She knew how to do all that without compromising her beliefs. When you look at most politicians and quite a few pressure groups, you have to think that's also a magic power. And she never gave up.
Kelly took that CTU job instead of chasing the Labour nomination for the Wellington Central seat in the 2008 general election, a decision Macfie tells us was greeted with enormous relief by the youngster who also coveted the spot: Grant Robertson.
In 2014 her name was again in the ring, but she wanted the Rongotai seat and Annette King had decided to stay on for another term. Kelly put a ring around 2017: that would be her year.
Then came the cancer. She had never smoked but it was lung cancer. She had not felt sick, until the pain that sent her one night to the emergency department, but it had spread so far they couldn't cure it. Diagnosed in February 2015, she died in October 2016.
Was Helen Kelly the great Prime Minister we never had?
She was the natural leader in every group she was part of. She had the skill of friendship. Closely related, she also had the true core skill of a politician: the skill of being liked and admired. The thing they can't do anything without, the thing they can do so much with.
If she'd become an MP in 2014 and not become sick, would Labour have turned to her in 2017, instead of Jacinda Ardern? There's a counterfactual to play with.
Ardern told Macfie that if Kelly had not become sick and had entered Parliament in 2017, she would likely have been fast-tracked into Cabinet. There's another counterfactual.
It's impossible to imagine a cabinet with Kelly in it imposing a three-year wage freeze on the public sector. Impossible also to imagine she would have accepted the current pace of growth in new social housing, the runaway inflation in property values, the transport plan for Auckland that will increase carbon emissions.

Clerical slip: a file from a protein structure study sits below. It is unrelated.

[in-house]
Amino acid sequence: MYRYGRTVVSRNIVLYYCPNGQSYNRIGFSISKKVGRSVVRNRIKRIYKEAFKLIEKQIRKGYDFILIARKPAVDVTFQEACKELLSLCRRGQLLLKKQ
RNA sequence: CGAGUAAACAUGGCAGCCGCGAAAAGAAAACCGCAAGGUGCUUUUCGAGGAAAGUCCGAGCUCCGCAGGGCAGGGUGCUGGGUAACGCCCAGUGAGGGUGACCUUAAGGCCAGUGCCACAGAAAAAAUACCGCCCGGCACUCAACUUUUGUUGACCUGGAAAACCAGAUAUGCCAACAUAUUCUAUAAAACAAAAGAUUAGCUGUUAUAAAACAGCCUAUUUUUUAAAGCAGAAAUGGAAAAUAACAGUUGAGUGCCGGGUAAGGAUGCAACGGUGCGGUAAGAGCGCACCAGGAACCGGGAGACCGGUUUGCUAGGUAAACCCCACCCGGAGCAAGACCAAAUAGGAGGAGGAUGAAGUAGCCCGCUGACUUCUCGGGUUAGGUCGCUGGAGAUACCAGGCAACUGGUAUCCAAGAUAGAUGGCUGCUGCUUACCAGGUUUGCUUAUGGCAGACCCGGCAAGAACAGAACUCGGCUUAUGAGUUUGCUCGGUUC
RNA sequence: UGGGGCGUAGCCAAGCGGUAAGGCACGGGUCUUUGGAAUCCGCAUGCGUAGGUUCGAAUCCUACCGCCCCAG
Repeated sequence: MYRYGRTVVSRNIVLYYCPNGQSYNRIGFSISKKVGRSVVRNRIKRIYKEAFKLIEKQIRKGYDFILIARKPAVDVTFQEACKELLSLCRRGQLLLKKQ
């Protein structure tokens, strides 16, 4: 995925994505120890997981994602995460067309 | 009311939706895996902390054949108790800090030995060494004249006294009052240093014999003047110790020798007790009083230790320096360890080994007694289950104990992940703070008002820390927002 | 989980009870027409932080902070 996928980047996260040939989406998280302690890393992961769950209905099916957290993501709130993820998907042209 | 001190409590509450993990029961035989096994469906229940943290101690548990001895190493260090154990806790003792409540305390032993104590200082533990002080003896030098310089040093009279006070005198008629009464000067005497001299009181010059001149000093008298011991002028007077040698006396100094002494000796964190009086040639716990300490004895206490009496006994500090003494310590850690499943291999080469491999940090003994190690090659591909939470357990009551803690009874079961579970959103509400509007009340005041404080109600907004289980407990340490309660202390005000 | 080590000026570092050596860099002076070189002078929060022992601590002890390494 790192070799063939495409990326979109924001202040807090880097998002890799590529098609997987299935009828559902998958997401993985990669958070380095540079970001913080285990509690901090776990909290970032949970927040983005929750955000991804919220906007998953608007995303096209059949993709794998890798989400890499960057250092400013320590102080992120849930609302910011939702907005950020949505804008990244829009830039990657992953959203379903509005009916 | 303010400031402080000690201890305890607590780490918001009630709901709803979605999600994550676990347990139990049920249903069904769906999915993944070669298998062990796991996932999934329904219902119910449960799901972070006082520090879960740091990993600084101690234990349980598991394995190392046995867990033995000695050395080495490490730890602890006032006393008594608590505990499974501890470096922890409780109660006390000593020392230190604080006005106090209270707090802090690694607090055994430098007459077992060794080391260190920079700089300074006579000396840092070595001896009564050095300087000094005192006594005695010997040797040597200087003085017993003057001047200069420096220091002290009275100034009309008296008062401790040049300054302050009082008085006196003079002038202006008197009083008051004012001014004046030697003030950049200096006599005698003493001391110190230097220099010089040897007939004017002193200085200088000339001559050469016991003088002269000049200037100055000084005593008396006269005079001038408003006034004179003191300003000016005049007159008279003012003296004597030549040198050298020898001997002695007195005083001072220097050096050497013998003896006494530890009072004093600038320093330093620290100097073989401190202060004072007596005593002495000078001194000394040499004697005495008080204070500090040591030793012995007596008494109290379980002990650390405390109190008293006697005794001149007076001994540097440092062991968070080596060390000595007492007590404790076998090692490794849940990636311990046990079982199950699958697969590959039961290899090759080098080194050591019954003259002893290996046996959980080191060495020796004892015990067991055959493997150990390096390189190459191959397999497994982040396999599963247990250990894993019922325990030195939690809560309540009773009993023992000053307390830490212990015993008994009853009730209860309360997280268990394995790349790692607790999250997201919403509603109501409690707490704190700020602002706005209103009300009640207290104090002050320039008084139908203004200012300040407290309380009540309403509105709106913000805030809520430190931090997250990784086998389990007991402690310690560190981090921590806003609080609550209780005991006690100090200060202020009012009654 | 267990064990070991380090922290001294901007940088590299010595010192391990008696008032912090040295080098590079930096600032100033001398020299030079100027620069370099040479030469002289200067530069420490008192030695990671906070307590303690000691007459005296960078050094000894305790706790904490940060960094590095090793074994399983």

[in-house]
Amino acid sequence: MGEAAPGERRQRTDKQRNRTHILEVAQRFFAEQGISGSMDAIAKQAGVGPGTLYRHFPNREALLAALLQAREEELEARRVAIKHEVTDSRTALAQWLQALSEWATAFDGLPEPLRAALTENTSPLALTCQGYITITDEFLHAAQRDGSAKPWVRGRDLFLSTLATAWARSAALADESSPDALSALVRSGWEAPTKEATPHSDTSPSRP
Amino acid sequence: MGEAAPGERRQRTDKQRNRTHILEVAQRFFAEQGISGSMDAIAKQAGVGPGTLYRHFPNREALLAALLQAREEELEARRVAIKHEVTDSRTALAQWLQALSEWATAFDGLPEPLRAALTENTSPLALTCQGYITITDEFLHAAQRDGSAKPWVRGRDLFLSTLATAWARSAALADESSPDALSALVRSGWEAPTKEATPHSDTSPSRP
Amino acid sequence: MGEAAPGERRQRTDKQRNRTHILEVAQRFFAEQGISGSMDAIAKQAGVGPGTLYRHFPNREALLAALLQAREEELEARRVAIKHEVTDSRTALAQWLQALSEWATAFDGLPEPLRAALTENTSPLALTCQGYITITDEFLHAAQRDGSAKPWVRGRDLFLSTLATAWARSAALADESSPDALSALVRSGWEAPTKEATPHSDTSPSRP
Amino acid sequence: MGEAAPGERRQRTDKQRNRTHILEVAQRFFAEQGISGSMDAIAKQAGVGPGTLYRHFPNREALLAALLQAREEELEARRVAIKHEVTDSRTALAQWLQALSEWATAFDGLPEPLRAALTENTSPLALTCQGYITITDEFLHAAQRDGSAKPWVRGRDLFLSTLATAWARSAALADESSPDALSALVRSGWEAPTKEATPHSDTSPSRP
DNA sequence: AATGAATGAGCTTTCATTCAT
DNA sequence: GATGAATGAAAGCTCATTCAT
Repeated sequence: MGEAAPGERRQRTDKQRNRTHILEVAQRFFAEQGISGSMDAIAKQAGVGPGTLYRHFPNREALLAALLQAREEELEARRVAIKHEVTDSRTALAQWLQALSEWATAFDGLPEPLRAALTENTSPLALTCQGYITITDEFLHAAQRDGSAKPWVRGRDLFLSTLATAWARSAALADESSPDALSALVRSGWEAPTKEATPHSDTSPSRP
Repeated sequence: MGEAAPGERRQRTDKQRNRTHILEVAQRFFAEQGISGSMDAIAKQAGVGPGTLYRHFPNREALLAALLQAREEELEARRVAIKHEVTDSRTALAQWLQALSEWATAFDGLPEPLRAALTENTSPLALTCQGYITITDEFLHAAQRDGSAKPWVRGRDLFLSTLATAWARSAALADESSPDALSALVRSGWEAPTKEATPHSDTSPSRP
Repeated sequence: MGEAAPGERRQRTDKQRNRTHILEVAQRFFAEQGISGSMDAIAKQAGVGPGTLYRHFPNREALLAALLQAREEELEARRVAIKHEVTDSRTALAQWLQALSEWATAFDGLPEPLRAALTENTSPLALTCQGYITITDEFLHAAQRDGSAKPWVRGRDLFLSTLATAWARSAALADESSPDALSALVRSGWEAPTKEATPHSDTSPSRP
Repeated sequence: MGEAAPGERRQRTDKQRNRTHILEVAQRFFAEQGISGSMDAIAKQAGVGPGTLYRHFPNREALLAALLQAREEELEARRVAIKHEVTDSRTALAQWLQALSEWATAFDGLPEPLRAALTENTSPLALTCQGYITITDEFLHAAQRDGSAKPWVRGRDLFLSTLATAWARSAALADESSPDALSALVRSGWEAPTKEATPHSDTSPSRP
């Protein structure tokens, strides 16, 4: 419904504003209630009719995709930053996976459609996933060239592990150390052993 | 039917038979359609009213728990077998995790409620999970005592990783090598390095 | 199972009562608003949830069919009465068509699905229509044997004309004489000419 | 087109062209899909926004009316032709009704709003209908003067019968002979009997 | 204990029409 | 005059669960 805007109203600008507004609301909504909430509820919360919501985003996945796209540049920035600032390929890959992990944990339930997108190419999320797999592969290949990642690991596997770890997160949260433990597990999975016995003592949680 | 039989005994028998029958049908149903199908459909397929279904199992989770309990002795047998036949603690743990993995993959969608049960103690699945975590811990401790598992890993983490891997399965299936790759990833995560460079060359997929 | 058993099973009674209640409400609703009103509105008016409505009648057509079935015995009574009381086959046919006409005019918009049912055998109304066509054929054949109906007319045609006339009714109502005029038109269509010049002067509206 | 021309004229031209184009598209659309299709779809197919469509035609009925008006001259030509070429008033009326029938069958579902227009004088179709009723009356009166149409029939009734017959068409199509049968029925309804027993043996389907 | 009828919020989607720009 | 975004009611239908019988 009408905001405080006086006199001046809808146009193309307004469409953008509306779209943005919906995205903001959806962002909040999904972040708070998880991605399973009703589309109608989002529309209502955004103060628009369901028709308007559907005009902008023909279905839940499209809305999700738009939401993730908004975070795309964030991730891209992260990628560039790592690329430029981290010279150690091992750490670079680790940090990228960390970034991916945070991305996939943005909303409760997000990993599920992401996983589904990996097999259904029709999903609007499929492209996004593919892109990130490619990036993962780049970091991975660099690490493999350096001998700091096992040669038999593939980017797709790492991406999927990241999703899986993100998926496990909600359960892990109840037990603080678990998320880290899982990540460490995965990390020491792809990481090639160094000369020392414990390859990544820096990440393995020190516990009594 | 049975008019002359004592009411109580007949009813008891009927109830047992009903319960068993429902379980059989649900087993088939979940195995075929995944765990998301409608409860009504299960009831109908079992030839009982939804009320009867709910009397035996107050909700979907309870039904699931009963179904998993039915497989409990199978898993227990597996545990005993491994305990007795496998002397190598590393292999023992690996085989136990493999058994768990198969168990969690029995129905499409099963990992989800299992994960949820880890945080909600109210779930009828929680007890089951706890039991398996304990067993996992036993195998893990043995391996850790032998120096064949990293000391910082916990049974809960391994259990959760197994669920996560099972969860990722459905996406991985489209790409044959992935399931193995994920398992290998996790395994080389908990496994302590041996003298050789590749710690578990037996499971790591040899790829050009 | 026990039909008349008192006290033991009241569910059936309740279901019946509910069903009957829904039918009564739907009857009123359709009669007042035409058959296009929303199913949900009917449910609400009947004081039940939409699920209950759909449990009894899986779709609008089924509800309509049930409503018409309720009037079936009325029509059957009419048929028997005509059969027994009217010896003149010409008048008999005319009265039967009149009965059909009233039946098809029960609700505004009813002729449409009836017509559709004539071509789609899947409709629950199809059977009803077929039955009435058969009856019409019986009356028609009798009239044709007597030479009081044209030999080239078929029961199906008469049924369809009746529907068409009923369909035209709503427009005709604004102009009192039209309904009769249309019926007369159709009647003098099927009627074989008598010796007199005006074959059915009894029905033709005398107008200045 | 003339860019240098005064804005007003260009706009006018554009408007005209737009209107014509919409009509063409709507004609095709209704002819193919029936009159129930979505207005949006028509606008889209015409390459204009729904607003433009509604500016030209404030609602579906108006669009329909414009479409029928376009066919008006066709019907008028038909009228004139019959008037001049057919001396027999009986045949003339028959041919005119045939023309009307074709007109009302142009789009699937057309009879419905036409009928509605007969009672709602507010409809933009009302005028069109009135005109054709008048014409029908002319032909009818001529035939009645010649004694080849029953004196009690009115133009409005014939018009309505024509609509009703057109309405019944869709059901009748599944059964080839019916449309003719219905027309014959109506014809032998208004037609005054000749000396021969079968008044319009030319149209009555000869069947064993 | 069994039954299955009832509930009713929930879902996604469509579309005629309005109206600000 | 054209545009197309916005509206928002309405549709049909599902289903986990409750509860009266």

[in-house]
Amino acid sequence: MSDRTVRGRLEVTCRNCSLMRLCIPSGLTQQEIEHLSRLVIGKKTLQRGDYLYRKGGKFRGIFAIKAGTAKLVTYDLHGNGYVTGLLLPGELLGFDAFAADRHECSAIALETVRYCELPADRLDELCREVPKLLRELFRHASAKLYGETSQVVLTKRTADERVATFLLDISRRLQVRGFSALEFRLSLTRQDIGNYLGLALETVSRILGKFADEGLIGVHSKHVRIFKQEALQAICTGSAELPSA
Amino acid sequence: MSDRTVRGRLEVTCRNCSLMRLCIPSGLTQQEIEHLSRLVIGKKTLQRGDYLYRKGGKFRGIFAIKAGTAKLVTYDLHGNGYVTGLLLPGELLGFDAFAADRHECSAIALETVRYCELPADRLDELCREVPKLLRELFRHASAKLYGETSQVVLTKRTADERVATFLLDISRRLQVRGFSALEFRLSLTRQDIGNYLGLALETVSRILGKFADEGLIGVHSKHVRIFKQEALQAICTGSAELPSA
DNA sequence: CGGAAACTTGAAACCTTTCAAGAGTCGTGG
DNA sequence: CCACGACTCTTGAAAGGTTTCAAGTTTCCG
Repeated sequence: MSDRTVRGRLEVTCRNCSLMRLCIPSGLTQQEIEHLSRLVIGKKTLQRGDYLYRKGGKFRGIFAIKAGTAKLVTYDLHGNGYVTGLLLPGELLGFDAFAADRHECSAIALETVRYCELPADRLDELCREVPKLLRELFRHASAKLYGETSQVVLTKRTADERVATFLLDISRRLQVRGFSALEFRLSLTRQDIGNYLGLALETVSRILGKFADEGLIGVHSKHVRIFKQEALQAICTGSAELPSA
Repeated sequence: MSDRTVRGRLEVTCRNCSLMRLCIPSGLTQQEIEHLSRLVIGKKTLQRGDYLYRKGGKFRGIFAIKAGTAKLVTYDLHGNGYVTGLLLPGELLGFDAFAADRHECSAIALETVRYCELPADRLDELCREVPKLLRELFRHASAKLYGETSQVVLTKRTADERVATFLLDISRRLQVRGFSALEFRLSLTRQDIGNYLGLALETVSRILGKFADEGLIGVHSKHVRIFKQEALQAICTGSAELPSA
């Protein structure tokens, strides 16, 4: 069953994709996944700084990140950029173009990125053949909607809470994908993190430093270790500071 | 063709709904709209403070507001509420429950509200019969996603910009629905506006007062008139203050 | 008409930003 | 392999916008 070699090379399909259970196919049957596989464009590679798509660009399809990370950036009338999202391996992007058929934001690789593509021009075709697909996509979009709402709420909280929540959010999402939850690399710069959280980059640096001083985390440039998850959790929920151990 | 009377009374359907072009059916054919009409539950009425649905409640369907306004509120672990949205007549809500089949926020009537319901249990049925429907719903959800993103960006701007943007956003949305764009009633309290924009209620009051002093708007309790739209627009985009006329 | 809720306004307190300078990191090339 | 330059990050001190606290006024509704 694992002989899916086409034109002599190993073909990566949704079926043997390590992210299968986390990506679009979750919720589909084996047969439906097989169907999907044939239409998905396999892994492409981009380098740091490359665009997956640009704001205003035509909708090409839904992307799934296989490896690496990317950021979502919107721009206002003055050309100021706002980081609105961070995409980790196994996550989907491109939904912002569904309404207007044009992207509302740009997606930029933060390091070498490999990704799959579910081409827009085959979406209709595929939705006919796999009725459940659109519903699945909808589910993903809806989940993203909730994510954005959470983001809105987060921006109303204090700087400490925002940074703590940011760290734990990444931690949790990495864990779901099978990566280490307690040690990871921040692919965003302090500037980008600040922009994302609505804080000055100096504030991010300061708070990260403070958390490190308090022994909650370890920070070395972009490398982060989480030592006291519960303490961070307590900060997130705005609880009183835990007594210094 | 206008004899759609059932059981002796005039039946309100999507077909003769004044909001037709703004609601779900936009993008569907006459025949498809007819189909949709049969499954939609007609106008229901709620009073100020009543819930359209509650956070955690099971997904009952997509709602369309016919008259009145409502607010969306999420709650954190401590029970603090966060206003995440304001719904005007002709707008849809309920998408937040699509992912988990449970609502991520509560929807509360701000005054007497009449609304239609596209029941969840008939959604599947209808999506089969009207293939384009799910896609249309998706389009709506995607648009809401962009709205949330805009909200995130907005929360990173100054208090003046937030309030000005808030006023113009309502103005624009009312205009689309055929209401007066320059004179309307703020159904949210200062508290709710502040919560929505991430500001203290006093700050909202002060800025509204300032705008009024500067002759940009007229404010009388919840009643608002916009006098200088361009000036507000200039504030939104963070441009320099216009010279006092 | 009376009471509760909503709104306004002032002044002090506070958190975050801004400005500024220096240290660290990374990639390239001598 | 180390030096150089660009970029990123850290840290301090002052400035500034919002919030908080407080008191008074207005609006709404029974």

It's especially impossible to imagine Kelly would have tolerated the Government's failure to implement the advice of the Welfare Expert Advisory Group.
On the other hand, she would have welcomed the new proposals for Fair Pay Agreements. They're built very largely on the work she led over 10 years ago at the CTU.
As Macfie makes clear, Kelly didn't talk much about class struggle. Unlike her parents, she didn't use that language. But she was grounded in the concept and she always tried to help people understand what will happen if you want to redistribute power.
It will be a struggle. You will have to choose sides. You will have to stand firm. And you will have to win people to your side.
In Parliament, she would have been an articulate voice for all those Labour MPs and centre-left voters who thought they had elected a Government of much larger change.
Shortly after her death, Kelly was remembered at a memorial service in Wellington's Michael Fowler Centre. At the end, they gave her the last word, which was only her due, by playing a clip from a television interview.
It was a full year before Ardern became Prime Minister, and she said: "We're a values-based movement which will never change those values. Better wages, safer conditions, respect and dignity at work.
"I want people just to be kind. It would make a hell of a difference."
Helen Kelly: Rebecca Macfie at the Auckland Writers Festival, May 15: writersfestival.co.nz
Helen Kelly: Her Life, by Rebecca Macfie (Awa Press, $50)